Fraser HarperA haulage industry specialist has earned itself £131,000 of government incentives after creating a revolutionary online distribution platform for vendors and independent hauliers.

The parcel and pallet delivery sector is currently made up of approximately 300 UK-based pallet firms, plus 3,000 freight forwarders, but only large national and international delivery companies allow shipments to be booked online.

Distribution specialist, E-Gistics Ltd, spotted an opportunity to bring smaller operators together so customers could access instant online quotes and easy shipment monitoring for deliveries handled by more than one independent haulier.

No solution like this has been available to the industry before, and with the help of R&D tax specialists Catax, E-Gistics was able to make its substantial claim for R&D tax credits. 

The distribution sector has been expanding rapidly in recent years, however, the software being used by new entrants to the market is typically still stand-alone, with little or no compatibility with other companies’ systems. The pandemic has brought renewed focus on how technology may be able to increase that rate of growth among smaller operators. 

The firm has seized on this opportunity to build the first digital platform to seamlessly connect companies on both sides of the transaction — allowing businesses to access easy-to-use portals and coordinating the services and pricing of numerous SME distribution companies so all parties can lower costs and increase efficiencies. Transparent pricing is made available instantly online and some clients have been making savings of more than 19%.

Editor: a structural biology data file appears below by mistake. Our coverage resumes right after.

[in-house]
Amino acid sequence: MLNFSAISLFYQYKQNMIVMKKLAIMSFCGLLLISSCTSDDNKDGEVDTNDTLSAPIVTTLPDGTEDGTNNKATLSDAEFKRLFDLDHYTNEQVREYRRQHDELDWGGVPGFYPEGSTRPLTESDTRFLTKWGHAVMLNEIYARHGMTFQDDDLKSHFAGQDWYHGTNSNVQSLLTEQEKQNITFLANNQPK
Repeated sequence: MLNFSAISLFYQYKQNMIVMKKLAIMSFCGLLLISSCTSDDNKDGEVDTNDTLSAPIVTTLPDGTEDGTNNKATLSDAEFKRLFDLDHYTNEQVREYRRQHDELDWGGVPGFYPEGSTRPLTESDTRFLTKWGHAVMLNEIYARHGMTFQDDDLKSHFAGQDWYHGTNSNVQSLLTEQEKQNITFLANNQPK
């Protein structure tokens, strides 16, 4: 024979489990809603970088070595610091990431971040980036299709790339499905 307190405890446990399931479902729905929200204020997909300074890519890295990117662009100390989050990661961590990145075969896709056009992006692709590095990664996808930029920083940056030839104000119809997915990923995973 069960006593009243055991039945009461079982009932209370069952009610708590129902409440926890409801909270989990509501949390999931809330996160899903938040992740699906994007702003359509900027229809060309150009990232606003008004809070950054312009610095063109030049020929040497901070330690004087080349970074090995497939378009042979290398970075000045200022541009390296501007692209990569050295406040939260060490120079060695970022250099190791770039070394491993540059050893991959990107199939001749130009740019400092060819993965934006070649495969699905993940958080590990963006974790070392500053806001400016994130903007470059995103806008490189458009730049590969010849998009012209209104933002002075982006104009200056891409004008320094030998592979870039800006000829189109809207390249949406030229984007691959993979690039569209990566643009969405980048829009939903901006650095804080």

Fraser Harper, CEO of E-Gistics, said: 

“The freight forwarding sector has a digitisation requirement but some companies have been unsure how to go about it. 

“In the end, it was probably inevitable that a third party software specialist would bring them all together and that’s what we’ve done. 

“Digital freight is destined to become more like other areas of the transport sector where automation and digitisation have turned things on their head. Uber in the personal transport space is a prime example. 

“We knew we were investing heavily in technology, and tax incentives like these make it so much easier to continue to do that. The Government was clever to introduce this scheme. It encourages businesses to invest in technology and if companies don’t embrace digital these days, they don’t have a great future ahead of them.”

The platform has already helped a furniture and household goods auction house distribute stock around the EU, using the E-Gistics platform’s dynamic pricing once a winning bidder was identified. 

The company is also a great example of how R&D tax credits can be earned for work that has not in fact been successful. The firm had planned to develop a delivery solution for medical prescriptions, which was particularly timely in light of the pandemic, but this project was not successful because the use of the word ‘drug’ on online orders meant payment gateways rejected the transactions. This was outside the company’s control and the project had to be suspended, but all the qualifying R&D expenses that went into it still qualified for relief.  

Richard Armstrong, Partnerships Director of specialist R&D tax consultancy Catax, said: 

“Fraser and the team are a great example of a SME that is using the R&D tax credit regime to support the future growth of their business. 

“Technology is at the heart of what they do and their innovations promise to revolutionise the way the parcel delivery sector functions, not just in the UK but across Europe.

“It’s important to remember that R&D tax credits still apply to projects that don’t succeed. There really is no good reason not to innovate with such valuable incentives on the table.”